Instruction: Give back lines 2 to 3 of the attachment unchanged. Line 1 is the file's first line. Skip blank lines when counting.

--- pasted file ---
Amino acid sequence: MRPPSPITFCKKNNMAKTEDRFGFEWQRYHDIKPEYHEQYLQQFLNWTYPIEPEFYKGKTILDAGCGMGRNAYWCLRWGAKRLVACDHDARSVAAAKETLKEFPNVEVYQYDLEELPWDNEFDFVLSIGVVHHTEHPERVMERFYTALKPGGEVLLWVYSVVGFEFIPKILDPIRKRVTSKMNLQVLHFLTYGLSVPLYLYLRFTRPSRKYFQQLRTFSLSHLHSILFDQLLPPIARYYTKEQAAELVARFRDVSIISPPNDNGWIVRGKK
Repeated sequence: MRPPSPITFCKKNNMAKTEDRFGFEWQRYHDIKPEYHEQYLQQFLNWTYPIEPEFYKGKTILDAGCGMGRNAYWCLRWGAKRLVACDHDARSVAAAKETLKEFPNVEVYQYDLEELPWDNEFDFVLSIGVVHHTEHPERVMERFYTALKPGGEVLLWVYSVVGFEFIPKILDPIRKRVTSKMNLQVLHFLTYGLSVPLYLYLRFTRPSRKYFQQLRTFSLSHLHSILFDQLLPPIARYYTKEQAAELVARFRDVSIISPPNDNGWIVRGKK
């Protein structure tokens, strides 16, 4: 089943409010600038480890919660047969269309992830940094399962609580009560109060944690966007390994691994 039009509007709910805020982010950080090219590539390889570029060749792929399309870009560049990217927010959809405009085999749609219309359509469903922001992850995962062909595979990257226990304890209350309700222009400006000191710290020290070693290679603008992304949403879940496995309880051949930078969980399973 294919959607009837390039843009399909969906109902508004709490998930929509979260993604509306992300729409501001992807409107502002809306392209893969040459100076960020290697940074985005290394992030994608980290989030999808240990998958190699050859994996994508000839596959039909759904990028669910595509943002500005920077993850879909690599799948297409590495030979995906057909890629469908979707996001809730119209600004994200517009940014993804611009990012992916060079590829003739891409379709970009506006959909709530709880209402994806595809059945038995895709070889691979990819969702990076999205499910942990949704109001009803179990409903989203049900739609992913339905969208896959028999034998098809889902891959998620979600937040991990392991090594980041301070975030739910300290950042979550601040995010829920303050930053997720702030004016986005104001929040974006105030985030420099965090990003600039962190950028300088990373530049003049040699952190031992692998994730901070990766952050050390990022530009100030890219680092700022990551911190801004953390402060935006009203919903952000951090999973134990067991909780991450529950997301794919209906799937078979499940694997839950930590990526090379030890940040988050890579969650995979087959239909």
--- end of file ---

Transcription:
Repeated sequence: MRPPSPITFCKKNNMAKTEDRFGFEWQRYHDIKPEYHEQYLQQFLNWTYPIEPEFYKGKTILDAGCGMGRNAYWCLRWGAKRLVACDHDARSVAAAKETLKEFPNVEVYQYDLEELPWDNEFDFVLSIGVVHHTEHPERVMERFYTALKPGGEVLLWVYSVVGFEFIPKILDPIRKRVTSKMNLQVLHFLTYGLSVPLYLYLRFTRPSRKYFQQLRTFSLSHLHSILFDQLLPPIARYYTKEQAAELVARFRDVSIISPPNDNGWIVRGKK
């Protein structure tokens, strides 16, 4: 089943409010600038480890919660047969269309992830940094399962609580009560109060944690966007390994691994 039009509007709910805020982010950080090219590539390889570029060749792929399309870009560049990217927010959809405009085999749609219309359509469903922001992850995962062909595979990257226990304890209350309700222009400006000191710290020290070693290679603008992304949403879940496995309880051949930078969980399973 294919959607009837390039843009399909969906109902508004709490998930929509979260993604509306992300729409501001992807409107502002809306392209893969040459100076960020290697940074985005290394992030994608980290989030999808240990998958190699050859994996994508000839596959039909759904990028669910595509943002500005920077993850879909690599799948297409590495030979995906057909890629469908979707996001809730119209600004994200517009940014993804611009990012992916060079590829003739891409379709970009506006959909709530709880209402994806595809059945038995895709070889691979990819969702990076999205499910942990949704109001009803179990409903989203049900739609992913339905969208896959028999034998098809889902891959998620979600937040991990392991090594980041301070975030739910300290950042979550601040995010829920303050930053997720702030004016986005104001929040974006105030985030420099965090990003600039962190950028300088990373530049003049040699952190031992692998994730901070990766952050050390990022530009100030890219680092700022990551911190801004953390402060935006009203919903952000951090999973134990067991909780991450529950997301794919209906799937078979499940694997839950930590990526090379030890940040988050890579969650995979087959239909």